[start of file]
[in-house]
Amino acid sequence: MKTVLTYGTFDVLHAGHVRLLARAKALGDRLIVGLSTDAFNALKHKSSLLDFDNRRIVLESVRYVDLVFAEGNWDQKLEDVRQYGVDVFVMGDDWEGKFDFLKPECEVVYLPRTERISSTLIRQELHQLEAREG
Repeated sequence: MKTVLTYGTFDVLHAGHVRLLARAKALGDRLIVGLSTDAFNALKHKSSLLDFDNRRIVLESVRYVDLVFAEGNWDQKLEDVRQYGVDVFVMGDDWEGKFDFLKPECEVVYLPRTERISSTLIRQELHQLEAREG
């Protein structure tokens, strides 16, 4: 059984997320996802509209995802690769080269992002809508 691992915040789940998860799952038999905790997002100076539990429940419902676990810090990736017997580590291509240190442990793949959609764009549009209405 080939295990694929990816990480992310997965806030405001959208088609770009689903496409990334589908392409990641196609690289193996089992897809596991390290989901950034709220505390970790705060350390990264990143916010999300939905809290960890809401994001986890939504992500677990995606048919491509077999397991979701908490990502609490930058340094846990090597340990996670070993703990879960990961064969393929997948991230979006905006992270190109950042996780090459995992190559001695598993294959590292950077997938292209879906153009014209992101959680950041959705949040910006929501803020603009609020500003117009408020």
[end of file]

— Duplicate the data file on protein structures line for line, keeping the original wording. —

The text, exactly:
[in-house]
Amino acid sequence: MKTVLTYGTFDVLHAGHVRLLARAKALGDRLIVGLSTDAFNALKHKSSLLDFDNRRIVLESVRYVDLVFAEGNWDQKLEDVRQYGVDVFVMGDDWEGKFDFLKPECEVVYLPRTERISSTLIRQELHQLEAREG
Repeated sequence: MKTVLTYGTFDVLHAGHVRLLARAKALGDRLIVGLSTDAFNALKHKSSLLDFDNRRIVLESVRYVDLVFAEGNWDQKLEDVRQYGVDVFVMGDDWEGKFDFLKPECEVVYLPRTERISSTLIRQELHQLEAREG
């Protein structure tokens, strides 16, 4: 059984997320996802509209995802690769080269992002809508 691992915040789940998860799952038999905790997002100076539990429940419902676990810090990736017997580590291509240190442990793949959609764009549009209405 080939295990694929990816990480992310997965806030405001959208088609770009689903496409990334589908392409990641196609690289193996089992897809596991390290989901950034709220505390970790705060350390990264990143916010999300939905809290960890809401994001986890939504992500677990995606048919491509077999397991979701908490990502609490930058340094846990090597340990996670070993703990879960990961064969393929997948991230979006905006992270190109950042996780090459995992190559001695598993294959590292950077997938292209879906153009014209992101959680950041959705949040910006929501803020603009609020500003117009408020």